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Teaching optimism to children

Some children tend to be naturally optimistic and persistent in the face of obstacles. Others are more sensitive to setbacks and prone to taking things badly. However, optimism is a learnable skill. Even adults with habitually very pessimistic ways of thinking can learn to think more optimistically. Children can learn optimism unconsciously by observing people around them, such as parents. However, they can also be taught optimism explicitly, like any other skill. The `Penn Resiliency Program`, which has been shown to successfully reduce the incidence of depression and anxiety in children, teaches optimism by helping children to examine and change the way they think about the things that happen to them. There are several steps to this process:

  1. Helping children to realise that their feelings and responses to events are not caused just by the events themselves, but also by the way they think about these events (their `self-talk`).
  2. Helping children to practice identifying their self-talk in situations from their own lives.
  3. Helping children to identify their explanatory style and then challenging the accuracy of their beliefs.
  4. Helping children to generate alternative, more optimistic explanations for the same events.

The program also helps children to keep negative events in perspective through a process of examining their `what-next beliefs`. This involves:

  1. Helping children to develop the problem-solving skills they need to deal with the most likely outcome.
  2. The program also teaches assertiveness, goal setting and negotiation training.

The program also teaches assertiveness, goal setting and negotiation training.

Apart from formal programs like the Penn Resiliency Program, optimism can also be taught in less formal ways by teachers, parents, and others who have contact with children:

Challenge pessimistic thinking

Notice when children make pessimistic pronouncements and challenge their assumptions. Learn about Martin Seligman`s optimistic and pessimistic explanatory styles (above), so that you can offer alternative explanations to challenge negative ones. For example if a child who has done poorly in a subject at school declares that they are "just no good" at that subject, you can offer alternative ways of looking at the situation: perhaps they didn`t pay attention in class, or spend enough time on their homework.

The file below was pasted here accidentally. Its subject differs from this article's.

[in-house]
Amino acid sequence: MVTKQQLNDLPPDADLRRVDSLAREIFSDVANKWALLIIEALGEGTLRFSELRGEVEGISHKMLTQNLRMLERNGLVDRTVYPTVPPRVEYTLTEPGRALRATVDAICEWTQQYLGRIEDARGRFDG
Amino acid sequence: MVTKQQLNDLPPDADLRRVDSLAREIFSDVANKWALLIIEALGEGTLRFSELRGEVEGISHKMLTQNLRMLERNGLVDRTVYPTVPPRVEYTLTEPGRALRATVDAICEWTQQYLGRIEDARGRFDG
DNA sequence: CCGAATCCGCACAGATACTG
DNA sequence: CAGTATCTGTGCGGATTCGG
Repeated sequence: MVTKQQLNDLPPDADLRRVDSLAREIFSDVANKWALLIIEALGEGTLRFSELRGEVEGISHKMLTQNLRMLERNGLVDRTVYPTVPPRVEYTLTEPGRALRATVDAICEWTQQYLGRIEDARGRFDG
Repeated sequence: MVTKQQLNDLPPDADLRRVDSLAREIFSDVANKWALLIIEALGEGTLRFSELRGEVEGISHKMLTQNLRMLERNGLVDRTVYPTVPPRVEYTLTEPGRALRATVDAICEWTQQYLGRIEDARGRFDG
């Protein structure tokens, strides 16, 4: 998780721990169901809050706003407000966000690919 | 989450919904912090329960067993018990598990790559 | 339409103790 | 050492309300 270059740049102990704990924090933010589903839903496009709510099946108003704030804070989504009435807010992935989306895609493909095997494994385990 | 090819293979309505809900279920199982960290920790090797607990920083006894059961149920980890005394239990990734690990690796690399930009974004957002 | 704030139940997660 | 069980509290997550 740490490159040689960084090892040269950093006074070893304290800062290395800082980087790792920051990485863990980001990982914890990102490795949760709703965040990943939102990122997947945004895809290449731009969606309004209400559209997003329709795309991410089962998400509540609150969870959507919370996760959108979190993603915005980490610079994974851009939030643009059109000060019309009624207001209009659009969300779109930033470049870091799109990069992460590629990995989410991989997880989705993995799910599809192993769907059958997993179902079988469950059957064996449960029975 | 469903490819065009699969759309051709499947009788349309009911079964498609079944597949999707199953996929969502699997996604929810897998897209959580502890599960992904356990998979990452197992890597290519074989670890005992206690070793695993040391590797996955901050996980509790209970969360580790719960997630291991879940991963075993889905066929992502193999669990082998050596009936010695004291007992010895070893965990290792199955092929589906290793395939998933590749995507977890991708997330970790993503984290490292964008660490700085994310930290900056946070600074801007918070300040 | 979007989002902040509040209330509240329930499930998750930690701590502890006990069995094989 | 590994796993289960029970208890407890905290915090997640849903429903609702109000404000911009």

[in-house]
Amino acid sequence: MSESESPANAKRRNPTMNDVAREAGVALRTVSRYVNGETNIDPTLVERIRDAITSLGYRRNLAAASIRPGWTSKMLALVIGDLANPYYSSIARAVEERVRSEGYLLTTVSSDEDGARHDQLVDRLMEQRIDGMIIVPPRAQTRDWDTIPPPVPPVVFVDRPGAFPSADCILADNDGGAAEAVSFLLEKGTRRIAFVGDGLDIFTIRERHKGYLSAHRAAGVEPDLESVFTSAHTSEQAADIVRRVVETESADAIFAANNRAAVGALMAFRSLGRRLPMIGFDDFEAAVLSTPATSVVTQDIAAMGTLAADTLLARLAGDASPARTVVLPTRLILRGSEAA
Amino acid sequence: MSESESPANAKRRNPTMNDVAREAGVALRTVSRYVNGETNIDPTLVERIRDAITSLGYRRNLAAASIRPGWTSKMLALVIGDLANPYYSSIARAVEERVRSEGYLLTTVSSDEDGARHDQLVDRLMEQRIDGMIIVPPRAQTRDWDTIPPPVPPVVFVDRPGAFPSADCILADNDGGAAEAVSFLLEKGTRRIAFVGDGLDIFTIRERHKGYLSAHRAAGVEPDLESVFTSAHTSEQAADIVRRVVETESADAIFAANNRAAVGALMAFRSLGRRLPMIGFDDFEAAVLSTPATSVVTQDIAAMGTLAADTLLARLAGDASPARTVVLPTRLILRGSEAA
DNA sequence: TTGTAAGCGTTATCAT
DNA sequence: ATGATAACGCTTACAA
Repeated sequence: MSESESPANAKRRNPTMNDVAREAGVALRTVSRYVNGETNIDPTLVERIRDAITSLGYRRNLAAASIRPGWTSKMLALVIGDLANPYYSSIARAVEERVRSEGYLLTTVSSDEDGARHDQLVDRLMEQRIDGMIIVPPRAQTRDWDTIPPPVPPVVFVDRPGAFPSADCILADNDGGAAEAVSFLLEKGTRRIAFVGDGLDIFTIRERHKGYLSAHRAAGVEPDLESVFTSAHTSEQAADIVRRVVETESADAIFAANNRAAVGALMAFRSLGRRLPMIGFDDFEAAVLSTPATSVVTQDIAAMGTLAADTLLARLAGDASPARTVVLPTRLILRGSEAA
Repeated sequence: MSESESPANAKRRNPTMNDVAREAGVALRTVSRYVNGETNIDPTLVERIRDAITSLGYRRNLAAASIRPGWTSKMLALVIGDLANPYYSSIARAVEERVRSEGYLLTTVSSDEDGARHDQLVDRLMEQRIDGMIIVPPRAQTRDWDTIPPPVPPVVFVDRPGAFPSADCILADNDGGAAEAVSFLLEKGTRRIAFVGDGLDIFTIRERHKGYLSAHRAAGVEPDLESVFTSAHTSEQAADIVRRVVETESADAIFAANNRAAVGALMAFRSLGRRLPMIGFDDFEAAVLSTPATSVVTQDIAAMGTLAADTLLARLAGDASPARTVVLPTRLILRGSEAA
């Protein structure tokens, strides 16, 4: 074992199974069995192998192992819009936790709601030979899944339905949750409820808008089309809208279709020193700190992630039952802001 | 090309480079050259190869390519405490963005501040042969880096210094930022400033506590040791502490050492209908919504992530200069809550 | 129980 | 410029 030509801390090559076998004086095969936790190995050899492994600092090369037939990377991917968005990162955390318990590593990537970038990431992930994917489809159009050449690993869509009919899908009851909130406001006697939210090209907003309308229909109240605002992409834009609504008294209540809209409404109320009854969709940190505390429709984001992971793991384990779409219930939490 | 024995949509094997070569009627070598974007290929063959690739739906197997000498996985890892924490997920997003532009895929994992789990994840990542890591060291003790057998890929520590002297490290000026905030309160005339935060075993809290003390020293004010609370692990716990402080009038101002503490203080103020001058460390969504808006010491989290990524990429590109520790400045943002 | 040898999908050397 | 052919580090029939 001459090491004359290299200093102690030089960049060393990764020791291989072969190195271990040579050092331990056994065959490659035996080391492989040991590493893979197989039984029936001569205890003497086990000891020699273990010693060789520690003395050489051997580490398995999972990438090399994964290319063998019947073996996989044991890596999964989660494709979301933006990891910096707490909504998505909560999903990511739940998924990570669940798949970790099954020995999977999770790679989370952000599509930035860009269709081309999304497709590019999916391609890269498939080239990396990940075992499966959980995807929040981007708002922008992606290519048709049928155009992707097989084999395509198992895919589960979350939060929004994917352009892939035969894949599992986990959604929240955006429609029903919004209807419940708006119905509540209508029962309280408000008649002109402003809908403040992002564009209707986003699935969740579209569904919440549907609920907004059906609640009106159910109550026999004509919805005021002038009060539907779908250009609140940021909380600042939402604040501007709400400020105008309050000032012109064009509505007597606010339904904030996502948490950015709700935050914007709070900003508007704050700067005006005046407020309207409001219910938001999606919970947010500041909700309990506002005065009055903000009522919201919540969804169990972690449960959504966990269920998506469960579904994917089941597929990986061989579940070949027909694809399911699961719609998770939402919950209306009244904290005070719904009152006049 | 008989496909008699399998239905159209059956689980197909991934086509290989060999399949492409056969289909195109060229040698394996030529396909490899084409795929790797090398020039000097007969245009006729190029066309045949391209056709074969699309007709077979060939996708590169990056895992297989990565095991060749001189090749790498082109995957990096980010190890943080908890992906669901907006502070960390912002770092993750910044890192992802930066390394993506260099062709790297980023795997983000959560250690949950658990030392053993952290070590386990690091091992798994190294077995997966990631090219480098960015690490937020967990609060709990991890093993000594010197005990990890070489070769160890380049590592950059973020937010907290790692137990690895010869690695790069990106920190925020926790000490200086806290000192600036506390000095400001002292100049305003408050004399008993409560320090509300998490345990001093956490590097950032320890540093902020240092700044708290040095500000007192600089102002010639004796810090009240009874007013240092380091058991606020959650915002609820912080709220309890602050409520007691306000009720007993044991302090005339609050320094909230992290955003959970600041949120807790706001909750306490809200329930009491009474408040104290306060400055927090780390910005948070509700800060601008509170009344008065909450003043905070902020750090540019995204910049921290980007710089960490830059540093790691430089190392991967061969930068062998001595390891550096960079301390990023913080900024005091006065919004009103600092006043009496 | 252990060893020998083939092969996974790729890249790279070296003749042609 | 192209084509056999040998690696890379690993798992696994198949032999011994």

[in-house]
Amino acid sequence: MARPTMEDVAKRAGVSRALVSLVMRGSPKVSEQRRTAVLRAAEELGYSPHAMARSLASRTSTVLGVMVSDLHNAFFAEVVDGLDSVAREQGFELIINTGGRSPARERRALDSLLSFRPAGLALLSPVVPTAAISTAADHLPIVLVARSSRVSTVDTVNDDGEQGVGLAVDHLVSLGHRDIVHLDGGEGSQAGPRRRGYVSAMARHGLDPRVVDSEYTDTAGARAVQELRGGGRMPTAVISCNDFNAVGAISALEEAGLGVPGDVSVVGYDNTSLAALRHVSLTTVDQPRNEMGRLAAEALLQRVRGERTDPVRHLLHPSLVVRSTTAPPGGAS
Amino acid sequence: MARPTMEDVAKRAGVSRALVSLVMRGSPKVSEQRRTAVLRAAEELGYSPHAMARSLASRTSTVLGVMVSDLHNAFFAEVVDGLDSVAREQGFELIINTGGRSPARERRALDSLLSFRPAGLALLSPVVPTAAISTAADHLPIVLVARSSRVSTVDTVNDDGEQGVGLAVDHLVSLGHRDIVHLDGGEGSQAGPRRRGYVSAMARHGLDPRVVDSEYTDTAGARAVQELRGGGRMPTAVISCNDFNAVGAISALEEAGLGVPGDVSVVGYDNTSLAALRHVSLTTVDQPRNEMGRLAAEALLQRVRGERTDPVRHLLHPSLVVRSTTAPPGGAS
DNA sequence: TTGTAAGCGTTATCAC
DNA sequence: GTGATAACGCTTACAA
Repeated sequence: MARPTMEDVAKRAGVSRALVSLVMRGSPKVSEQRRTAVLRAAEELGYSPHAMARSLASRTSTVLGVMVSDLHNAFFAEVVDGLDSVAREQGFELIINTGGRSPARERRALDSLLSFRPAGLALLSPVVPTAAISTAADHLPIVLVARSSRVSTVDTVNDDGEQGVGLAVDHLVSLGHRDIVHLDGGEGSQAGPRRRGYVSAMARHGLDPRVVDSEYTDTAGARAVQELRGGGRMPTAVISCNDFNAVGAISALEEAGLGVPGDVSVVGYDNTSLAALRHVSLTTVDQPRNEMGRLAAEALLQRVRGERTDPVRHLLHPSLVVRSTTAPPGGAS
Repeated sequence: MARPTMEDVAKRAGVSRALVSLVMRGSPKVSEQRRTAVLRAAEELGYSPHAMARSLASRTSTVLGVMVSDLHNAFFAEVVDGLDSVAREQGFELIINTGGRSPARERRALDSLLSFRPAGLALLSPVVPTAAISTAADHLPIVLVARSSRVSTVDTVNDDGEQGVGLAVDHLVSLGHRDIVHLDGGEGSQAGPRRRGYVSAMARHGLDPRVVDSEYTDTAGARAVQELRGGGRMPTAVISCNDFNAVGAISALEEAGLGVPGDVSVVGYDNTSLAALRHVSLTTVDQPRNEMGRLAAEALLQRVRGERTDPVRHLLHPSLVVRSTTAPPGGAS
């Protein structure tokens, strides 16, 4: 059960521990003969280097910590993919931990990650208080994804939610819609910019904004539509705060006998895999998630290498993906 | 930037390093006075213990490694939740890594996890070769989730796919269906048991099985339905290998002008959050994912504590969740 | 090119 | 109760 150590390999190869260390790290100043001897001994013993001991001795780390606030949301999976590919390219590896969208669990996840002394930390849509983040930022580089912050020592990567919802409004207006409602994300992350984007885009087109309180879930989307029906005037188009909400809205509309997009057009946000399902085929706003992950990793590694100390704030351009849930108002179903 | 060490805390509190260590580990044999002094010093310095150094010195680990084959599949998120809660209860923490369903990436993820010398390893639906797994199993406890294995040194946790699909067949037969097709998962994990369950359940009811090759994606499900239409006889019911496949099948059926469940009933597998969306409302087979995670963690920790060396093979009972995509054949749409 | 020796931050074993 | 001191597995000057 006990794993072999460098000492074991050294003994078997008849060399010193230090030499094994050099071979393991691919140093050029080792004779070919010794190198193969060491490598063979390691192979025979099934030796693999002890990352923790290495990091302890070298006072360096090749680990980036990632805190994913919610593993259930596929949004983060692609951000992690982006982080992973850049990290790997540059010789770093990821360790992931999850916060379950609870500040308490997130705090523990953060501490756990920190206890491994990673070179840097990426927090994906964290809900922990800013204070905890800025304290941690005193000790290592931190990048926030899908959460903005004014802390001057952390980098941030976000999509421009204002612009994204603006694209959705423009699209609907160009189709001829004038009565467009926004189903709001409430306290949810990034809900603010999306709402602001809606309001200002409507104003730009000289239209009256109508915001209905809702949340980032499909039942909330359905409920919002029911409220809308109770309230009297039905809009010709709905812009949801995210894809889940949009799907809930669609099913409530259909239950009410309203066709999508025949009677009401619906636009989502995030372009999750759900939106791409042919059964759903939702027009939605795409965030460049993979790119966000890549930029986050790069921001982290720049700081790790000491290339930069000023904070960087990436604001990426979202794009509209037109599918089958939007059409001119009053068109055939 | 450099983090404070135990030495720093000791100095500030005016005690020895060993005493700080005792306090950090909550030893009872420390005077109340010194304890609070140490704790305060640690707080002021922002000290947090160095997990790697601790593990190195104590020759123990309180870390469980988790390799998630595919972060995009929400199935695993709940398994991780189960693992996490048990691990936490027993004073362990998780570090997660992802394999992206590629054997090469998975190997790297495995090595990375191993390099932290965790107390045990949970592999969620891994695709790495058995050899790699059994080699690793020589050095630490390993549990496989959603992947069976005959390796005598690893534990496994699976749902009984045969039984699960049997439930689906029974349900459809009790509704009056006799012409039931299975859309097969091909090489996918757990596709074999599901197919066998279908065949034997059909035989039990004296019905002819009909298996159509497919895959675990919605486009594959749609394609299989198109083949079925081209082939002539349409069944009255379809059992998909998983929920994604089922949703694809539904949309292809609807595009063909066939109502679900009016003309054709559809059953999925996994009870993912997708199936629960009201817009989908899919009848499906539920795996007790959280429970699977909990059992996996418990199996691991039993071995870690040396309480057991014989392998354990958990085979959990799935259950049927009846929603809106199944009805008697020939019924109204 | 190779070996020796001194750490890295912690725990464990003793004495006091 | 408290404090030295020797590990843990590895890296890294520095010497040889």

Provide encouragement

Help children to develop persistence and optimism in the face of setbacks by providing encouragement and support along the way. Children do not always have the persistence they need in order to succeed `built-in`. However, if they are consistently provided with encouragement and support from adults, they will eventually internalise this support and develop the capacity to persevere on their own.

Role model optimistic thinking

Children learn from observing others. If you express optimism, perseverance, and resilience in the face of day-to-day obstacles, your children will learn by example. If you notice that you tend towards pessimism, start working on your own thinking. It will pay off for your children!

Use stories that promote persistence and optimism

Children learn through stories. When children are confronted with a difficult situation in their lives, you can tell stories from your own life that emphasise how you got through a hard time or succeeded despite an initial failure. Books and films which have an optimistic message can also be helpful.

Emphasise strengths and acknowledge successes

Consistently acknowledge children`s efforts and successes. When children do not succeed, emphasise the positive aspects of the situation, for example how proud you are of the effort they put in. Do not, however, reward poor efforts with praise.

Teach problem solving

When children feel overwhelmed or anxious about a situation, help them to learn problem solving skills by asking them to think about a number of alternatives for dealing with the problem. Do not step in to solve the problem for them. See the problem-solving page for more information.

Set high, but realistic standards

It is important that the standards set for children are high, but achievable. High standards encourage children to reach their potential and strive to go beyond themselves. Of course, setting impossible standards will only dishearten children, so expectations need to be realistic.